Teen convicted of murder in Rocori shootings

By Pat Condon

Associated Press

ST. CLOUD, Minn. -- A judge convicted 16-year-old John Jason McLaughlin of first-degree murder Monday, ruling that he intended to kill one of his classmates in a 2003 shooting at Rocori High School.

Judge Michael Kirk determined that McLaughlin was trying to kill 14-year-old Seth Bartell, rejecting a defense argument that he intended to wound the boy. McLaughlin, tried as an adult, faces a life sentence.

In the second phase of the trial, which was to begin later today, Kirk was to hear defense arguments that McLaughlin was mentally ill at the time of the shooting, and should be institutionalized instead of sent to prison.


The defense did not contest a second-degree murder charge in the shooting of 17-year-old Aaron Rollins, who was killed by a stray bullet during the shooting on Sept. 24, 2003 at the school in Cold Spring.

McLaughlin was acquitted on a charge of second-degree assault for pointing a gun at a teacher who intervened and took him into custody. The teen was convicted today of bringing a gun to school.

Assistant Attorney General William Klumpp Jr., who tried the case, praised the verdicts.

"Obviously, we wish Seth and Aaron were here, and this wouldn't be necessary, but obviously since they can't be here, we're glad the judge found Jason McLaughlin guilty of first- and second-degree murder in the deaths of Seth Bartell and Aaron Rollins," Klumpp said.

Kirk said today, "This has been a long, difficult, sad case for everyone involved. Sitting in this courtroom, it's been difficult not to be emotionally affected by the events of Sept. 24, 2003, at Rocori High School."

Many of the facts of the case were not in question. McLaughlin, who was 15 at the time of the shooting, obtained a .22-caliber pistol from a drawer belonging to his father, a Stearns County sheriff's deputy.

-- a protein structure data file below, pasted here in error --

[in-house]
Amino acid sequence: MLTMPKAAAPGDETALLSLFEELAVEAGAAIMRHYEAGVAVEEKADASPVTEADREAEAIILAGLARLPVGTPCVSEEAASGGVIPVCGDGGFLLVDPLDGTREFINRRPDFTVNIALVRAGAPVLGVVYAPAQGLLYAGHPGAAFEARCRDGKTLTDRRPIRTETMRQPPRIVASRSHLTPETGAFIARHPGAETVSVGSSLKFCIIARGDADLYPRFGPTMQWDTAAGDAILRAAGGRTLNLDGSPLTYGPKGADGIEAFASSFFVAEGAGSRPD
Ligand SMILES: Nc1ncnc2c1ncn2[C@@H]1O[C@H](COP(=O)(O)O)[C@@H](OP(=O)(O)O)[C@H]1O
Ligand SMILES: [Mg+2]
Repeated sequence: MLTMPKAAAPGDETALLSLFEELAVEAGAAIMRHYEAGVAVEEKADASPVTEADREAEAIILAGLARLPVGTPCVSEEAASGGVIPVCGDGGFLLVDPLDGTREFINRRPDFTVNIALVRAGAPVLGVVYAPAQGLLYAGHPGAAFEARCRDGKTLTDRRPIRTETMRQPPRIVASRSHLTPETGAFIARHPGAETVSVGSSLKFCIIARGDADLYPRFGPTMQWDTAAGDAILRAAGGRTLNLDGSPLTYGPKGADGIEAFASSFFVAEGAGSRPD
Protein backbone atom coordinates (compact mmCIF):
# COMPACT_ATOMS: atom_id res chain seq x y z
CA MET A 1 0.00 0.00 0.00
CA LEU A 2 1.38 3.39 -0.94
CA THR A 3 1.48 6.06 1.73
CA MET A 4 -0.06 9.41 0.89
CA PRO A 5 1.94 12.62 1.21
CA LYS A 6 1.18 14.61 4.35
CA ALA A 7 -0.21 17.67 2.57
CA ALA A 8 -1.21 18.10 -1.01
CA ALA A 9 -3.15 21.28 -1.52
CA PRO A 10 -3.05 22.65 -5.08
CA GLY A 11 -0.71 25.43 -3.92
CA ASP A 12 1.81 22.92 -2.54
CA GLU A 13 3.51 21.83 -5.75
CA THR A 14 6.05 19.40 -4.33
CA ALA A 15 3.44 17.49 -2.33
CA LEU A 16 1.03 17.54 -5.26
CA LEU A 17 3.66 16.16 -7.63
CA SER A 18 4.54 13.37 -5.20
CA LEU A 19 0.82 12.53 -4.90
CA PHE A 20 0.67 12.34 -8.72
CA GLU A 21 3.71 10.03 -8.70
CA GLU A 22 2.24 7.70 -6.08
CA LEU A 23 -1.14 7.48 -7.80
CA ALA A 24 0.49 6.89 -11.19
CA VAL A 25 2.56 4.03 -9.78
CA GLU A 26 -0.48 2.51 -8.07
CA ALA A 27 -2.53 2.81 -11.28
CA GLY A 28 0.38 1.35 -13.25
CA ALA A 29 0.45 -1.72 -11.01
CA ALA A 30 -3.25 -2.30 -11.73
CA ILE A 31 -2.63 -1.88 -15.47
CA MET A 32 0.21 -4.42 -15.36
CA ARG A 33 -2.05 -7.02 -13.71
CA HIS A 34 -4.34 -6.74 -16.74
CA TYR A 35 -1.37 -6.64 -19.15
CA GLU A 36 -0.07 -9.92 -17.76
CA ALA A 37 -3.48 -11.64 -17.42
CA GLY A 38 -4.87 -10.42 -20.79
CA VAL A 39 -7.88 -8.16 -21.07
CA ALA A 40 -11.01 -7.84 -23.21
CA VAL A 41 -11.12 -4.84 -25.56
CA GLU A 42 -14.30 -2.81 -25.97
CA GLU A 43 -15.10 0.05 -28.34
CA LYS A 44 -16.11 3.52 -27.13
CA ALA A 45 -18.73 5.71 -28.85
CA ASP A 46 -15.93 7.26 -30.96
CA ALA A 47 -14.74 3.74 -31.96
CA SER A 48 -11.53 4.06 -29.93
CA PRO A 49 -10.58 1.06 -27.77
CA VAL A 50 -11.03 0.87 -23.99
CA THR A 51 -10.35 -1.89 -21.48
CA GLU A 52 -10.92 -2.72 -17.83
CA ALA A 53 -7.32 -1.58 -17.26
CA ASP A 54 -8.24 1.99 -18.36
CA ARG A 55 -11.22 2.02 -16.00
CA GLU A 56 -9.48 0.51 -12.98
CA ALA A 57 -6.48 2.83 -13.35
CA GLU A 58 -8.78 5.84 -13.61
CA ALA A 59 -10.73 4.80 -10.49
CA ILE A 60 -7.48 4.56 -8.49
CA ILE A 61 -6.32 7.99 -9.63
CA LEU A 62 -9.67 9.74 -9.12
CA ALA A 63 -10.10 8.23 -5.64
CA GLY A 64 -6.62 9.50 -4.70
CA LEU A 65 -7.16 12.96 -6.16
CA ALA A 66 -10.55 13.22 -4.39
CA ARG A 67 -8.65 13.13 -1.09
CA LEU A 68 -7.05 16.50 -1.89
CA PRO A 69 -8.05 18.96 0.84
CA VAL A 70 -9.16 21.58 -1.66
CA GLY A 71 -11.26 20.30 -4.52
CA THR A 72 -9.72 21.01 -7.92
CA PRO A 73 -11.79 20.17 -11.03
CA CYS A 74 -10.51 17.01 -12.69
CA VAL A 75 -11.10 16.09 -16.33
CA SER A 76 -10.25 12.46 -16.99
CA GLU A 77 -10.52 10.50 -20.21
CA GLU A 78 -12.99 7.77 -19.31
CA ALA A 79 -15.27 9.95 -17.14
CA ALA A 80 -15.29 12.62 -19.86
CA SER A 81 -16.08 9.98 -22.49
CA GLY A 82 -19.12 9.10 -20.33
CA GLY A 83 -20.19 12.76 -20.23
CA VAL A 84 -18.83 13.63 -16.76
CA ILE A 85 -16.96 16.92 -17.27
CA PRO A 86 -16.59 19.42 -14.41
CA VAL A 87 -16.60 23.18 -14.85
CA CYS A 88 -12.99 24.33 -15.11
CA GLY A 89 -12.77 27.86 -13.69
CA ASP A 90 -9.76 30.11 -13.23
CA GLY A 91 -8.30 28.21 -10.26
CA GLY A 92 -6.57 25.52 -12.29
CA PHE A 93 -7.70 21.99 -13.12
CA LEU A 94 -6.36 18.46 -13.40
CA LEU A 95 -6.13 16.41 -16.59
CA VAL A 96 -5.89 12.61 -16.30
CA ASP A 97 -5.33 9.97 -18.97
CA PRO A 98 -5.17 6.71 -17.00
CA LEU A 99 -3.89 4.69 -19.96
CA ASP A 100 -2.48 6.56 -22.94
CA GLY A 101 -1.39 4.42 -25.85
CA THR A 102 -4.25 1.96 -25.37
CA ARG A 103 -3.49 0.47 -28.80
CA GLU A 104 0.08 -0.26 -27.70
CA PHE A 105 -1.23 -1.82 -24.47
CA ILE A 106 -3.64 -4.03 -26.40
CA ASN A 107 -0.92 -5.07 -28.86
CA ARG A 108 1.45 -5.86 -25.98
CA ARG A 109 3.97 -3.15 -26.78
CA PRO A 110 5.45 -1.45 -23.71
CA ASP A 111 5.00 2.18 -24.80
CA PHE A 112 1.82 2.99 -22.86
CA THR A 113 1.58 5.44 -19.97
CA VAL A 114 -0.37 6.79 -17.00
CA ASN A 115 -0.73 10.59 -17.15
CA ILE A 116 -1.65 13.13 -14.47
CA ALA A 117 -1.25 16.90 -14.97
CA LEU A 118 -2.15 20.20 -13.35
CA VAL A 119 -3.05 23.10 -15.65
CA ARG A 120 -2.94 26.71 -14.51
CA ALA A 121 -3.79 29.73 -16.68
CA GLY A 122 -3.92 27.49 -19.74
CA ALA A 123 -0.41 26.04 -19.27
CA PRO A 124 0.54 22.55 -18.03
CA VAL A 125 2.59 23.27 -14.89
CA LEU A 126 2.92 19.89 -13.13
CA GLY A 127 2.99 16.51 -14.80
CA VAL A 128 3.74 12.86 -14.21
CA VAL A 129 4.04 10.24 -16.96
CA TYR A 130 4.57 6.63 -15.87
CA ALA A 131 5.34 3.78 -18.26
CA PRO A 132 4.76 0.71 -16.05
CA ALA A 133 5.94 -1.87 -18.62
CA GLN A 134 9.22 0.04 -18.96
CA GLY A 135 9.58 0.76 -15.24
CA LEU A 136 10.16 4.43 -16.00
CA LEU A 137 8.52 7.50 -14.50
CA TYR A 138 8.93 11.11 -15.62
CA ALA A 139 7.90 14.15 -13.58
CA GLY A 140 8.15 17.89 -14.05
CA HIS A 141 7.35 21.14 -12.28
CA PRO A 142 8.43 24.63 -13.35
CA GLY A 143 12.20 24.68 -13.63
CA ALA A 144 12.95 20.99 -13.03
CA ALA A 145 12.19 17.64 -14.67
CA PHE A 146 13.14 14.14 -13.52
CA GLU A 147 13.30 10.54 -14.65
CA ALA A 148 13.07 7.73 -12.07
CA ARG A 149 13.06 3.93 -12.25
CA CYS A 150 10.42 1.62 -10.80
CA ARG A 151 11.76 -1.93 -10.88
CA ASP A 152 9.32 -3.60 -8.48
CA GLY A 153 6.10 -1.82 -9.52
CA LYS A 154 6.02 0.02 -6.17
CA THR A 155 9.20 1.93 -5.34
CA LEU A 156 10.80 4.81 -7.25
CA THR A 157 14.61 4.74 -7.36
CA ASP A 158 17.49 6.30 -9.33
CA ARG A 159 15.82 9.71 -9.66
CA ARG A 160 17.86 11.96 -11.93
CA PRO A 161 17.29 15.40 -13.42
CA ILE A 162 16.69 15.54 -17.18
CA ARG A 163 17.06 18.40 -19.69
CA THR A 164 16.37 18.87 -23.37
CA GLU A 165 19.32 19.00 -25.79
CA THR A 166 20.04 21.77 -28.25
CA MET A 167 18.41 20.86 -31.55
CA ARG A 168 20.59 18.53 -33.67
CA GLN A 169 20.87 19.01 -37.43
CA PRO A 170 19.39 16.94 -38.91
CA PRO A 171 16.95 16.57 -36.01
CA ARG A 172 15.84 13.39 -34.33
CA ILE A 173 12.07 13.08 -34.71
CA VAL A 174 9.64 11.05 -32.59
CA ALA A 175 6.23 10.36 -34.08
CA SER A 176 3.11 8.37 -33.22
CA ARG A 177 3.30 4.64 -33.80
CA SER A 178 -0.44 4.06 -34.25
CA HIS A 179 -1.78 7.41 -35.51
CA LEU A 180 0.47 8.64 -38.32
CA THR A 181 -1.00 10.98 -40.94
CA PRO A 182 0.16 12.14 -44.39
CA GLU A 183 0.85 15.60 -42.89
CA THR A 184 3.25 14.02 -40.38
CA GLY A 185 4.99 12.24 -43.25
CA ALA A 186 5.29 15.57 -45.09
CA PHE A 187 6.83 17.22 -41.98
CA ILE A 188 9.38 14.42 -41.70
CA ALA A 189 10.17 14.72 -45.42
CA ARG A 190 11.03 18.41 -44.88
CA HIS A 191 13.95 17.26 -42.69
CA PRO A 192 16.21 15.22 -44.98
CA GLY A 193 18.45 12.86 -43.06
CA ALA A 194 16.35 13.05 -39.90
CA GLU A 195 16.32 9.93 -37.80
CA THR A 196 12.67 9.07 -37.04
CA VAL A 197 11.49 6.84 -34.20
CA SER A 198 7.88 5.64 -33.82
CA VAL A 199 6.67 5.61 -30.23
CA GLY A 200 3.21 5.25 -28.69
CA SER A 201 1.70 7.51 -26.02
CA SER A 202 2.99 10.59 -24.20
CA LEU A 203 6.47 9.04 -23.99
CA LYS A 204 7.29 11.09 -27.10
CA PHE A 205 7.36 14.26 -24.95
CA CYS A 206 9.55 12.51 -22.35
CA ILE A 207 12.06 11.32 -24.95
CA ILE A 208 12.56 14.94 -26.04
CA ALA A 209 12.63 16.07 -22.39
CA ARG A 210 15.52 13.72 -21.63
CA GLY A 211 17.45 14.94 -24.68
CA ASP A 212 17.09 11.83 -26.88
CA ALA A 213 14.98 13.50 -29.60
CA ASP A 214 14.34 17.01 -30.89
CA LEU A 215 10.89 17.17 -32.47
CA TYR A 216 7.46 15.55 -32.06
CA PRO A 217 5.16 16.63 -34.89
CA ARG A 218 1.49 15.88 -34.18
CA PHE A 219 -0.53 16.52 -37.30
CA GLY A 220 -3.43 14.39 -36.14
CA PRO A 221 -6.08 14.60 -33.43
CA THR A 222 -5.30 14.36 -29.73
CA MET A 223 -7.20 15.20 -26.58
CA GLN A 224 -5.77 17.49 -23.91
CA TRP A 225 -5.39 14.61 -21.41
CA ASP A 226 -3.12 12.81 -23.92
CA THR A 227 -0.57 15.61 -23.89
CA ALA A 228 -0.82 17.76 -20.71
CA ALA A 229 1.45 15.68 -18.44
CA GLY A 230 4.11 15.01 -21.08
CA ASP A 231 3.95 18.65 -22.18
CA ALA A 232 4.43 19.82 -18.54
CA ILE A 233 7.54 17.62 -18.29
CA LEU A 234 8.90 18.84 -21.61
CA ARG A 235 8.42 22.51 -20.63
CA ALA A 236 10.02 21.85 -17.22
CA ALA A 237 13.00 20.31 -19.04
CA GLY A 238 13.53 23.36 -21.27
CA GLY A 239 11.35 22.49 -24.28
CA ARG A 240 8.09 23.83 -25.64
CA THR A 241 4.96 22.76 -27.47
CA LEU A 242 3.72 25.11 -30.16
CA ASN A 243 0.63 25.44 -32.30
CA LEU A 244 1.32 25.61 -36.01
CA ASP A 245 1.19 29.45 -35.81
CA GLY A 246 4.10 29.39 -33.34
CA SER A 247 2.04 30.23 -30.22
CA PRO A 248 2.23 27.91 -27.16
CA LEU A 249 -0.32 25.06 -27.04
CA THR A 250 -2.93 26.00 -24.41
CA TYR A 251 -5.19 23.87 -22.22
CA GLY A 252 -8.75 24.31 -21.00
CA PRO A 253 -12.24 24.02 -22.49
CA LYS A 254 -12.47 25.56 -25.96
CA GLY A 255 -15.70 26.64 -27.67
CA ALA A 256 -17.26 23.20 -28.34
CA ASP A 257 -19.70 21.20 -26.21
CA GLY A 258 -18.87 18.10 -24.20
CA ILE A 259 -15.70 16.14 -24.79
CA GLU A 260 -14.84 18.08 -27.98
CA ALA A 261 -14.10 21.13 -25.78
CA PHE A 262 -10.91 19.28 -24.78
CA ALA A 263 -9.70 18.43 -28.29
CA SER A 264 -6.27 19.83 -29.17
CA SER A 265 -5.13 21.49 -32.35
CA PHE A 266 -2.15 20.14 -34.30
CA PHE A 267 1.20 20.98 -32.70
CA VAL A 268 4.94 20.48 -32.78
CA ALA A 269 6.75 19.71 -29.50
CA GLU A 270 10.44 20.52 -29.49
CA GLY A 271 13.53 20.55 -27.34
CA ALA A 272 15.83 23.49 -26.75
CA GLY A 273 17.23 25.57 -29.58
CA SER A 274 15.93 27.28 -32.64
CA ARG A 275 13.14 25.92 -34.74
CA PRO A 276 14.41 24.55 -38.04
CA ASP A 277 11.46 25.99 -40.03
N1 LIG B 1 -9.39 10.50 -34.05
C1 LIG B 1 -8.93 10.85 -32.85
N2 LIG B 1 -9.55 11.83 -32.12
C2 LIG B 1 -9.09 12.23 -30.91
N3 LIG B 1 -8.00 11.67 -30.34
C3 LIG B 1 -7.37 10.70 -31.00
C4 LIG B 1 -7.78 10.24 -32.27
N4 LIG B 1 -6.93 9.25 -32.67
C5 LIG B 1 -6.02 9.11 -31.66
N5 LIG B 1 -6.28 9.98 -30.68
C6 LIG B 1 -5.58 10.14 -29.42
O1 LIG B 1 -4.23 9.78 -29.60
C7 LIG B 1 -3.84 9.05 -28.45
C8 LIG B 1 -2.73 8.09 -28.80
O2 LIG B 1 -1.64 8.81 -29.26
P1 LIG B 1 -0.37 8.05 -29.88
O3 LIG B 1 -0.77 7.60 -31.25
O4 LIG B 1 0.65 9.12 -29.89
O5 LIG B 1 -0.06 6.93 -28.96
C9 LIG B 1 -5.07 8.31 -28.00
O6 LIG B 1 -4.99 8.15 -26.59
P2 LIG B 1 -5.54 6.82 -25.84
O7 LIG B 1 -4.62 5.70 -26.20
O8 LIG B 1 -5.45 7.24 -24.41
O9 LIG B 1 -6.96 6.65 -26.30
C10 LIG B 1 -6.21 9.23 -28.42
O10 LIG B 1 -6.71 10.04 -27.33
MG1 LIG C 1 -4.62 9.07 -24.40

The defense acknowledged that McLaughlin took the gun to school with the intent of harming Bartell. He allegedly shot and wounded the boy in a basement hallway in view of other students.

When Bartell fled, McLaughlin fired another shot that missed him but hit Rollins in the neck. Rollins died a short while later.


Prosecutors say McLaughlin then pursued Bartell up some stairs and into the school's gym, where he shot him in the forehead. He died 16 days later.

The defense pinned much of its case on a videotaped statement that showed McLaughlin stating that his intent was to wound Bartell, not kill him, and acting with surprise when learning that he had killed Rollins, whom he said he'd never heard of.

Prosecutors presented evidence that McLaughlin fired the fatal shot at Bartell from close range -- anywhere from a couple inches to three feet away. They said his preparations also indicated his intent was to kill, and witnesses testified that he had a smirk on his face after the shootings.

The defense opted to have a judge make the ruling, instead of a jury. That's at least in part because of the mental illness defense that attorney Dan Eller planned to present, which has often proved difficult to persuade juries to accept.

Kirk, a Clay County judge, was brought in to hear the case because of McLaughlin's father's job in county law enforcement.

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